Many factors can increase the risk of an opioid overdose. One is tolerance. As someone continues to use opioids, they will develop a tolerance to the drug, which means they will need to take larger and larger doses to achieve the same effect.
Tolerance increases the risk of an accidental overdose.
Another factor is using multiple drugs at the same time. This can be especially risky if one of the drugs is a depressant, such as alcohol or benzodiazepines.
Opioids are often mixed with other dangerous substances to increase their potency.
These substances include everything from rat poison to fentanyl, an extremely powerful synthetic opioid.
Why Does an Opioid Overdose Occur?
Opioid overdoses occur when a person takes too much of a drug that affects the nervous system, resulting in slowed breathing and heart rate.
Opioids include prescription pain relievers such as oxycodone and hydrocodone and illicit drugs such as heroin.
Overdoses can occur when a person takes more of the drug than their body can process, when they combine it with other substances that interact with opioids, or when they have a medical condition that makes them more vulnerable to the effects of the drug.
How to Tell If Someone Is on Opioids?
If you suspect someone you know has an opioid substance use disorder, there are some signs to look for.
- Pay attention to their mood. People who abuse opioids often seem depressed or anxious.
- Watch for changes in their behavior. People who are using opioids may start skipping work or school, engaging in criminal activity, or behaving recklessly.
- Observe their physical appearance. People using opioids may have slurred speech, constricted pupils, or slow reflexes.
Why Would Someone Take Opioids?
There are a few reasons why people take opioids.
- Opioids are very effective at relieving pain. They work by binding to receptors in the brain, reducing pain perception. This can be helpful for people suffering from chronic pain or recovering from an injury or surgery.
- Opioids can produce a feeling of euphoria, which can be appealing, especially to those struggling with depression or other mental health issues.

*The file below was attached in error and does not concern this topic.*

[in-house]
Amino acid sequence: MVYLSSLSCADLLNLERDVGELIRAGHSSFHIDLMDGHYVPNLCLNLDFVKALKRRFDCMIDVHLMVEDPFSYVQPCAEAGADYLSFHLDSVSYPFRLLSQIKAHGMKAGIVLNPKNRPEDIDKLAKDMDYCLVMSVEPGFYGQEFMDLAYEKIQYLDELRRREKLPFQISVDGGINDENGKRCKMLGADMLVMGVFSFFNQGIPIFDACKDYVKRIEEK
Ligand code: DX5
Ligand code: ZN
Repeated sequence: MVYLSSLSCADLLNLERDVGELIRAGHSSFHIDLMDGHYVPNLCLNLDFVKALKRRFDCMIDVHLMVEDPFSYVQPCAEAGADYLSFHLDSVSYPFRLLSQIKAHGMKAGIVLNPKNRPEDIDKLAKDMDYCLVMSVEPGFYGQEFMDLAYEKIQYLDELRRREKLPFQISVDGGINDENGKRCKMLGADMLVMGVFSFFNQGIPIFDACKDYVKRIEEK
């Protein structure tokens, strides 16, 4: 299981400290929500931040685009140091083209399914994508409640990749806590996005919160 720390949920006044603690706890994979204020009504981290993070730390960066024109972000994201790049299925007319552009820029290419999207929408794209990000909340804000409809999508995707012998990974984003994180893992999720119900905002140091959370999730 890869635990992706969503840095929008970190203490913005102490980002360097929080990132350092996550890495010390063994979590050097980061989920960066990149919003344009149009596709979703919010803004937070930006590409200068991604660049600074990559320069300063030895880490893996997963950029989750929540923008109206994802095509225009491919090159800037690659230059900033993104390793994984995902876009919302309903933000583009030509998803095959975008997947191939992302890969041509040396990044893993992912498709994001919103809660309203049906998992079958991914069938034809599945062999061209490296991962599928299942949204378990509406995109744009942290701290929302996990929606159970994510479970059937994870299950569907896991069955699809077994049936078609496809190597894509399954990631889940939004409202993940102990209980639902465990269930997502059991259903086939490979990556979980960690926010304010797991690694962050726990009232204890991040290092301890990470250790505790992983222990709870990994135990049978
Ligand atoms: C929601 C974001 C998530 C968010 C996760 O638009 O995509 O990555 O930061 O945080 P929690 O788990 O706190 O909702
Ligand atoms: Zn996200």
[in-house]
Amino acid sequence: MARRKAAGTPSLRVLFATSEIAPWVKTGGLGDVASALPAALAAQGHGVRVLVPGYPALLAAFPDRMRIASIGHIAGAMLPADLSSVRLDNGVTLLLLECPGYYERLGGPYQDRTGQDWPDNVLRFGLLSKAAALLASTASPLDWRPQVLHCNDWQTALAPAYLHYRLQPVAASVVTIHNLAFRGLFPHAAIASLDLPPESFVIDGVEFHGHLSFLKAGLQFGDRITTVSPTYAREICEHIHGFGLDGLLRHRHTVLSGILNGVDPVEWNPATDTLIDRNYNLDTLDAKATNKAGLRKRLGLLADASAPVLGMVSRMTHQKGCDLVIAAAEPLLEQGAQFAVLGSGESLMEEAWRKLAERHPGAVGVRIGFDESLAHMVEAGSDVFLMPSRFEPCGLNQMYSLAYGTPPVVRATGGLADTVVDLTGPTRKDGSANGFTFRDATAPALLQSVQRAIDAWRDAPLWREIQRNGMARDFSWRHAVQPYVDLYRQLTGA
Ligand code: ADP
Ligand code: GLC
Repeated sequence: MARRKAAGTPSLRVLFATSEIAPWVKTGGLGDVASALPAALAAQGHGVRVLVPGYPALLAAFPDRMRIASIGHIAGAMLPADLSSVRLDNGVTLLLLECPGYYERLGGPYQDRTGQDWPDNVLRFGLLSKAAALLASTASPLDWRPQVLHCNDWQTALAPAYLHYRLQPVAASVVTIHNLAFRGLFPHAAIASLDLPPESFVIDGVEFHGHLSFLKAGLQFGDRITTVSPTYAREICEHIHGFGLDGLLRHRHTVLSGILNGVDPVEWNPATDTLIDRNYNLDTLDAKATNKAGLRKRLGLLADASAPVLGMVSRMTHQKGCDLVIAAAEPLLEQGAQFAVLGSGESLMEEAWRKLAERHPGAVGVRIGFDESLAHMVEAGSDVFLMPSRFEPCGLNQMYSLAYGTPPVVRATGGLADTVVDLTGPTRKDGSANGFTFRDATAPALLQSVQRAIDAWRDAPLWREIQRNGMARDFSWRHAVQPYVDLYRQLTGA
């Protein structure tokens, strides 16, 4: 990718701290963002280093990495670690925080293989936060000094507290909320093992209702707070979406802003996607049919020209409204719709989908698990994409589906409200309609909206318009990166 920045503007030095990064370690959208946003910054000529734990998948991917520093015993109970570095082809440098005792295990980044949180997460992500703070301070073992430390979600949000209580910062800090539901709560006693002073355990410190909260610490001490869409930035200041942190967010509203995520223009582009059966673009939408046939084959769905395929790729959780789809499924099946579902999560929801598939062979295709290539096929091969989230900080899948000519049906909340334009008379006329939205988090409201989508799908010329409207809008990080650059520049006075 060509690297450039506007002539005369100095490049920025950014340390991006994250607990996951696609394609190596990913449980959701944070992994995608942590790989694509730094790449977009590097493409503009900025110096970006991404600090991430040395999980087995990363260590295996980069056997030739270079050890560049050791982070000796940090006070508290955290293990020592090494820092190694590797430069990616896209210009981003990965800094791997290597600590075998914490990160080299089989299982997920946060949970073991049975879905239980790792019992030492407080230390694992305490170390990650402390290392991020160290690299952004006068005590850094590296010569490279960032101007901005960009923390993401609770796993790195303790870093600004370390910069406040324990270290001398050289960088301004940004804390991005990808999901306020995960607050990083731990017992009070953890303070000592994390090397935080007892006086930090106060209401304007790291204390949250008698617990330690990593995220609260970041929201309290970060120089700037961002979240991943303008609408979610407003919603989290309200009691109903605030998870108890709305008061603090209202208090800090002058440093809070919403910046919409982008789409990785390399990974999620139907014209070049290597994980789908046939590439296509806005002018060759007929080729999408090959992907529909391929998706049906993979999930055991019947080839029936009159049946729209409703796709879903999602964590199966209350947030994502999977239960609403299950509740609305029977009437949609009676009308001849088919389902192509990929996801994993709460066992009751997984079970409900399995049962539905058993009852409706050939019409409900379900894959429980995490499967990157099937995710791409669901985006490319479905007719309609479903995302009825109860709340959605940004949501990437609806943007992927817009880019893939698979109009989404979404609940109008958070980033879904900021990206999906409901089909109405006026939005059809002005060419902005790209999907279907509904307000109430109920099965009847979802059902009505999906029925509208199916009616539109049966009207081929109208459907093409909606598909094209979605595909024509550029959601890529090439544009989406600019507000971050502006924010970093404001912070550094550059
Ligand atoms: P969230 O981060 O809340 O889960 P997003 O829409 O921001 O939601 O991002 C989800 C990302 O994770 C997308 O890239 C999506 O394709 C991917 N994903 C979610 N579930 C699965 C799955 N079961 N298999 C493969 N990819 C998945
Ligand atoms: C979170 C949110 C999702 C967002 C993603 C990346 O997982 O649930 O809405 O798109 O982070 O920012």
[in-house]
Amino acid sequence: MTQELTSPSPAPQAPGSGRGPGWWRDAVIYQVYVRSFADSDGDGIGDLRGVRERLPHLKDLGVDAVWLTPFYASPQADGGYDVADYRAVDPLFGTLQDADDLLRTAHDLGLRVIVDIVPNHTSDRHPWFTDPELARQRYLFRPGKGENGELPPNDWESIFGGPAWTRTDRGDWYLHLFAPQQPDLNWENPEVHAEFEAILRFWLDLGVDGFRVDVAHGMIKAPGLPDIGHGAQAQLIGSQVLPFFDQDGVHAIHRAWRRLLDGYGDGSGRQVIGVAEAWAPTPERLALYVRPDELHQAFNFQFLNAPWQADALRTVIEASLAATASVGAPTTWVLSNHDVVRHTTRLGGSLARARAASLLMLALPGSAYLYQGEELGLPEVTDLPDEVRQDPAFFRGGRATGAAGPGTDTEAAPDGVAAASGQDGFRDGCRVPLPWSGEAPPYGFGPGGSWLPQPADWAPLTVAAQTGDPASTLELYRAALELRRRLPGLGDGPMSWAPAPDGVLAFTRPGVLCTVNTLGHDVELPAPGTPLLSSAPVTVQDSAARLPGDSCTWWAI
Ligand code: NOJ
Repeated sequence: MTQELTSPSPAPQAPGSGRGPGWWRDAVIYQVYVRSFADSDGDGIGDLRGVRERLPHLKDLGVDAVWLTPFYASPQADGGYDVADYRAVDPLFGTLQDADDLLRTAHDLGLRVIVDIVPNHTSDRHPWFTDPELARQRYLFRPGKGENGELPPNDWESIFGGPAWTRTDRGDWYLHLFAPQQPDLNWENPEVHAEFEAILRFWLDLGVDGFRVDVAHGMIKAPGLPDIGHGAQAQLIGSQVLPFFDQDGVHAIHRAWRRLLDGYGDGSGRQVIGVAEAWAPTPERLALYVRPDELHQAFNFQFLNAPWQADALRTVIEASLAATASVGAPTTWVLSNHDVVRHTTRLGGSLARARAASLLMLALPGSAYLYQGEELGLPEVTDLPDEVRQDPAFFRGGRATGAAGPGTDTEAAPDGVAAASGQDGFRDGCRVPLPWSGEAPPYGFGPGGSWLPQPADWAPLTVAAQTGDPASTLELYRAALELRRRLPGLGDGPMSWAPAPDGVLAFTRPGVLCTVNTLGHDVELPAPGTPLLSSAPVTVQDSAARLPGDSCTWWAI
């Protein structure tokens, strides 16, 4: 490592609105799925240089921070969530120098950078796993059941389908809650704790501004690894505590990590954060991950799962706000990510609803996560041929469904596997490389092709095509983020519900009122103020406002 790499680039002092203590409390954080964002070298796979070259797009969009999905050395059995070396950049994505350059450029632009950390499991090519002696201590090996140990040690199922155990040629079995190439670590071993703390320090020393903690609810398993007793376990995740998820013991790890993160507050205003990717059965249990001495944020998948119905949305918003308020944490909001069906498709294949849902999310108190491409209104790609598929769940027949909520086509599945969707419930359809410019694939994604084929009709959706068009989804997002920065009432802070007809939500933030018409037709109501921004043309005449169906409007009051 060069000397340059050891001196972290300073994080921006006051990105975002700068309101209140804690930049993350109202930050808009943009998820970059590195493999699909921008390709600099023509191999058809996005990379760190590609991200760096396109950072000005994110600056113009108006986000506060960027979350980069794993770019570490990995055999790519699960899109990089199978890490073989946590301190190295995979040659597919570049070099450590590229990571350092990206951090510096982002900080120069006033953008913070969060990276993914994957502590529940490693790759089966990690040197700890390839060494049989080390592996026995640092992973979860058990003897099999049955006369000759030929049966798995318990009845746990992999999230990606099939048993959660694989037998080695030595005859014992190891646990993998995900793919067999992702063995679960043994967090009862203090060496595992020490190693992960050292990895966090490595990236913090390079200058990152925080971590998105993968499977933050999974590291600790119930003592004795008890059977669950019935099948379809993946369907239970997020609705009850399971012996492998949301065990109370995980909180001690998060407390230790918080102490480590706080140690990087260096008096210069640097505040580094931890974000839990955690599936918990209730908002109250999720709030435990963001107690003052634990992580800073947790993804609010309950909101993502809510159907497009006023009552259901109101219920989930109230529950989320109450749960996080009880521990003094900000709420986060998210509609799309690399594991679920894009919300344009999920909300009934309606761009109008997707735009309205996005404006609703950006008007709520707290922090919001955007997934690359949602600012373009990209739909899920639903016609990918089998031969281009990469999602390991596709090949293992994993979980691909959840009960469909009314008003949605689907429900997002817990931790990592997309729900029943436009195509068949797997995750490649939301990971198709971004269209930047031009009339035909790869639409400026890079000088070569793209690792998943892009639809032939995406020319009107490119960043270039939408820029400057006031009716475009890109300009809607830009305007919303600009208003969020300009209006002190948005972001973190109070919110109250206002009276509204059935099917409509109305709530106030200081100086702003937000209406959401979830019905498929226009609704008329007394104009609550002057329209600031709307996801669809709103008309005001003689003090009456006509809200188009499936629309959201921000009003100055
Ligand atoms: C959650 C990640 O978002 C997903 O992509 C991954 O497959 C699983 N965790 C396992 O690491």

- Opioids are also relatively easy to obtain through prescription or illicit means. This accessibility makes them especially tempting for people who are struggling with addiction.
How to Help Someone With an Opioid Use Disorder?
Here are some ways you can help someone with an opioid use disorder:
- Educate yourself about the disease. Opioid addiction is a complex disease, and it’s essential to understand as much as you can about it.
- Help your loved one to find treatment. If you’re concerned that someone you care about may be struggling with an opioid use disorder, have a conversation with them about getting help. It’s important to remember that addiction is a disease, and stigmatizing language issuing or ultimatums may make it harder for your loved one to seek treatment.
- Support their decision to get help. If your loved one decides to seek treatment for an opioid use disorder, offer your support. This may mean helping them research treatment options or driving them to appointments. It’s also essential to understand if they stop taking medication-assisted treatment (MAT), such as methadone, or if they relapse. Recovery is a journey, and there will be bumps along the way.
Zinnia Health provides holistic care to people struggling with opioid addiction. We offer a variety of treatment programs, including individual and group counseling and medication-assisted treatment. If you or one of your family members is struggling with opioids, we encourage you to reach out to us. Call our helpline 24/7 at (855) 430-9439.